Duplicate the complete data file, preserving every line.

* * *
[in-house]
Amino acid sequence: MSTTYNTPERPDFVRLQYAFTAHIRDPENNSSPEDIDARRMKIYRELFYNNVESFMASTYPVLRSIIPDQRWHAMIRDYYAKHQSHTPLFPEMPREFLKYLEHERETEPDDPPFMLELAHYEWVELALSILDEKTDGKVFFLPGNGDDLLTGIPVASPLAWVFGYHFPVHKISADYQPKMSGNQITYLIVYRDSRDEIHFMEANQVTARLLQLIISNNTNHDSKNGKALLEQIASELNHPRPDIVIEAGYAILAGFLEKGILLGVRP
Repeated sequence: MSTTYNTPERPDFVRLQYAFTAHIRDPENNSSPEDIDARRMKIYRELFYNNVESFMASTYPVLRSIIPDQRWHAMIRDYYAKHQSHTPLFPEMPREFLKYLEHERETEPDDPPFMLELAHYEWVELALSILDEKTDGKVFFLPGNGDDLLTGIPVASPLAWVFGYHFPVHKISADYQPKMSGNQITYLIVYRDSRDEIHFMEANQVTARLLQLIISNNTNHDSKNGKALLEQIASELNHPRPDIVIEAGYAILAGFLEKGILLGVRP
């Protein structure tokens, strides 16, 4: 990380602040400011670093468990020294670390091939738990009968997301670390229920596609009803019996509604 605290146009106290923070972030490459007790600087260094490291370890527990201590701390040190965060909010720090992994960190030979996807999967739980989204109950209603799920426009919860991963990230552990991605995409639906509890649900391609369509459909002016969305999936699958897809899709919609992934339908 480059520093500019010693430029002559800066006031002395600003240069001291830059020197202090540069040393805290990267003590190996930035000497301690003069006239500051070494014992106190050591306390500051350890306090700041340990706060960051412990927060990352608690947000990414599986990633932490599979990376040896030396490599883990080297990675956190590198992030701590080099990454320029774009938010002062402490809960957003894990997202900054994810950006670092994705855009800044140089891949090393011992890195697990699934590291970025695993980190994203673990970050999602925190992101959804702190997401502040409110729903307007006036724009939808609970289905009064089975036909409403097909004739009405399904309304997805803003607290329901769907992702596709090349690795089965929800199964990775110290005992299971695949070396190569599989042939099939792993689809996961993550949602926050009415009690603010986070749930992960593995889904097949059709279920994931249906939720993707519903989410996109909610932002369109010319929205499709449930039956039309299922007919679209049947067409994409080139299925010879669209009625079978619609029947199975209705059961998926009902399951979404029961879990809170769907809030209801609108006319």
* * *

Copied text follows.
[in-house]
Amino acid sequence: MSTTYNTPERPDFVRLQYAFTAHIRDPENNSSPEDIDARRMKIYRELFYNNVESFMASTYPVLRSIIPDQRWHAMIRDYYAKHQSHTPLFPEMPREFLKYLEHERETEPDDPPFMLELAHYEWVELALSILDEKTDGKVFFLPGNGDDLLTGIPVASPLAWVFGYHFPVHKISADYQPKMSGNQITYLIVYRDSRDEIHFMEANQVTARLLQLIISNNTNHDSKNGKALLEQIASELNHPRPDIVIEAGYAILAGFLEKGILLGVRP
Repeated sequence: MSTTYNTPERPDFVRLQYAFTAHIRDPENNSSPEDIDARRMKIYRELFYNNVESFMASTYPVLRSIIPDQRWHAMIRDYYAKHQSHTPLFPEMPREFLKYLEHERETEPDDPPFMLELAHYEWVELALSILDEKTDGKVFFLPGNGDDLLTGIPVASPLAWVFGYHFPVHKISADYQPKMSGNQITYLIVYRDSRDEIHFMEANQVTARLLQLIISNNTNHDSKNGKALLEQIASELNHPRPDIVIEAGYAILAGFLEKGILLGVRP
């Protein structure tokens, strides 16, 4: 990380602040400011670093468990020294670390091939738990009968997301670390229920596609009803019996509604 605290146009106290923070972030490459007790600087260094490291370890527990201590701390040190965060909010720090992994960190030979996807999967739980989204109950209603799920426009919860991963990230552990991605995409639906509890649900391609369509459909002016969305999936699958897809899709919609992934339908 480059520093500019010693430029002559800066006031002395600003240069001291830059020197202090540069040393805290990267003590190996930035000497301690003069006239500051070494014992106190050591306390500051350890306090700041340990706060960051412990927060990352608690947000990414599986990633932490599979990376040896030396490599883990080297990675956190590198992030701590080099990454320029774009938010002062402490809960957003894990997202900054994810950006670092994705855009800044140089891949090393011992890195697990699934590291970025695993980190994203673990970050999602925190992101959804702190997401502040409110729903307007006036724009939808609970289905009064089975036909409403097909004739009405399904309304997805803003607290329901769907992702596709090349690795089965929800199964990775110290005992299971695949070396190569599989042939099939792993689809996961993550949602926050009415009690603010986070749930992960593995889904097949059709279920994931249906939720993707519903989410996109909610932002369109010319929205499709449930039956039309299922007919679209049947067409994409080139299925010879669209009625079978619609029947199975209705059961998926009902399951979404029961879990809170769907809030209801609108006319």